Some years ago, we demonstrated that UBF enhances RPI transcription in vivo dependent on a reversible ERK1/2 phosphorylation of its two N-terminal HMG1-boxes [16]. Given that UBF forms an rRNA gene chromatin through which RPI must transcribe, this suggested that UBF phosphorylation might regulate transcription elongation on these genes. We had shown that each of the three N-terminal-most HMG1-boxes of UBF is able to bend DNA and that a dimer of UBF induces a 360° loop in the DNA template [68], see Figure 1. The resulting enhancesome structure resembles the chromatin nucleosome in its protein/DNA ratio, but induces only a single gyre in the DNA, see Figure 1. In a recent study, we showed that ERK phosphorylation of UBF leads to an unwinding of the enhancesome [18]. Thus it seemed reasonable to hypothesize that this remodelling of the enhancesome could be the means by which RPI elongation is regulated. To our surprise, we found that when DNA templates were fully engaged by UBF, RPI elongation was strongly inhibited. ERK phosphorylation of UBF fully released this inhibition while at the same time unfolding the enhancesome [17,18].

A new paradigm for growth factor regulation

The above results allowed us to establish a new paradigm for RPI transcription regulation. Active rRNA genes are associated with UBF and, hence, are predominantly in an enhancesomal conformation, see Figure 1(C). ERK phosphorylation of UBF causes local remodelling of the enhancesome and permits RPI to transcribe through the UBF-bound DNA. We have shown that ERK binds directly to the HMG1-boxes of UBF it phosphorylates, suggesting that it may be recruited to the rRNA gene chromatin directly. The process of remodelling rRNA gene chromatin may need more than just ERK phosphorylation, since we have shown that acetylation of the rRNA gene chromatin by the histone acetyltransferase CBP [CREB (cAMP-response-element-binding protein)-binding protein] is also able to enhance RPI transcription [19]. These results are all the more tantalizing when one realizes that CBP is recruited to the same two HMG1-boxes as is ERK and that enhancement of RPI transcription by acetylation is completely dependent on ERK activity [10,19].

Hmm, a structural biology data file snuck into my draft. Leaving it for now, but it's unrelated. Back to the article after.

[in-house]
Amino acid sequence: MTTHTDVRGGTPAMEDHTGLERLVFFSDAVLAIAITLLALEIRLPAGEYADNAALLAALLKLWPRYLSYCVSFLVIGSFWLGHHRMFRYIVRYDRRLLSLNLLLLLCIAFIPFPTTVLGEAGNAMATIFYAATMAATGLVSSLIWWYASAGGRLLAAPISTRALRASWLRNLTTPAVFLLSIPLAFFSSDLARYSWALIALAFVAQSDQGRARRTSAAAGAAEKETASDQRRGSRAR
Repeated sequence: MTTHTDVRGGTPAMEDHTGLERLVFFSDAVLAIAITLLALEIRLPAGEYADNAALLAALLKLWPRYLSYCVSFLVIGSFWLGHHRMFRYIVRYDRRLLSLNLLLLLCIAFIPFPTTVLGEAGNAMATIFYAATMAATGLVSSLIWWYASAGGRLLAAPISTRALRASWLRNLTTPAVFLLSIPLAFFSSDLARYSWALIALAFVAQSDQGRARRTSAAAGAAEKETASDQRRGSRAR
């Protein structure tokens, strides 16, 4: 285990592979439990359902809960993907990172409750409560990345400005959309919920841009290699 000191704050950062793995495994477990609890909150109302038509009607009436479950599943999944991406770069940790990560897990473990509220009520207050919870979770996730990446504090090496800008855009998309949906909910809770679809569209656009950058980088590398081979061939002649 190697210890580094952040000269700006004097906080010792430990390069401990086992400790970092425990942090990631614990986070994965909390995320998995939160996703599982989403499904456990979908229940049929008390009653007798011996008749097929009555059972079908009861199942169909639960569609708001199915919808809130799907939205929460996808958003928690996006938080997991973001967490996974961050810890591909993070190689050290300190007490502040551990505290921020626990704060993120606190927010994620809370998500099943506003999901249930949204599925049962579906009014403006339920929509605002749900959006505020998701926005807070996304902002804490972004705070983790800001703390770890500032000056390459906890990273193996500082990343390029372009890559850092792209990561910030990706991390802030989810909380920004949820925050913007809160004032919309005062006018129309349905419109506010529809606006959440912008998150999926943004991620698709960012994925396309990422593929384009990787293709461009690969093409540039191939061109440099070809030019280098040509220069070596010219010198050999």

Further implications of the new paradigm

The demonstration that the RPI transcription elongation rate is a dominant regulator of rRNA synthesis suggests a mechanism for the co-ordinate regulation of pre-ribosome assembly. During co-transcriptional process, r-proteins and assembly factors must arrive on the nascent rRNA at exactly the right moment in order to be correctly positioned and ensure appropriate rRNA folding. If RPI elongation were to also depend on correct RNP (ribonucleoprotein) assembly, this would provide a means of co-ordinating rRNA and r-protein synthesis. It would also provide an important means of ‘proof-reading’ pre-ribosome assembly. Consistent with these possibilities, studies of the processome, the earliest visible co-transcriptional RNP structure, suggest that its assembly is required for efficient rRNA synthesis in yeast [20].

Acknowledgments

This work was supported by an operating grant and a scholarship to T.G.-K. from the Canadian Institutes of Health Research. The University of Laval Cancer Research Centre is supported by the Fonds de Recherche sur la Santé du Québec.

Footnotes

  • Molecular Basis of Transcription: A Focus Topic at BioScience2006, held at SECC Glasgow, U.K., 23–27 July 2006. Edited by S. Busby (Birmingham, U.K.), R. Weinzierl (Imperial College London, U.K.) and R. White (Glasgow, U.K.).

Abbreviations: CREB, cAMP-response-element-binding protein; CBP, CREB-binding protein; ERK, extracellular-signal-regulated kinase; HMG1, high mobility group protein 1; HMG1-box, DNA-binding motif homologous with those of HMG1; MAPK, mitogen-activated protein kinase; RPI, RNA polymerase I; RNP, ribonucleoprotein; SL1, selectivity factor 1; UBF, upstream binding factor

References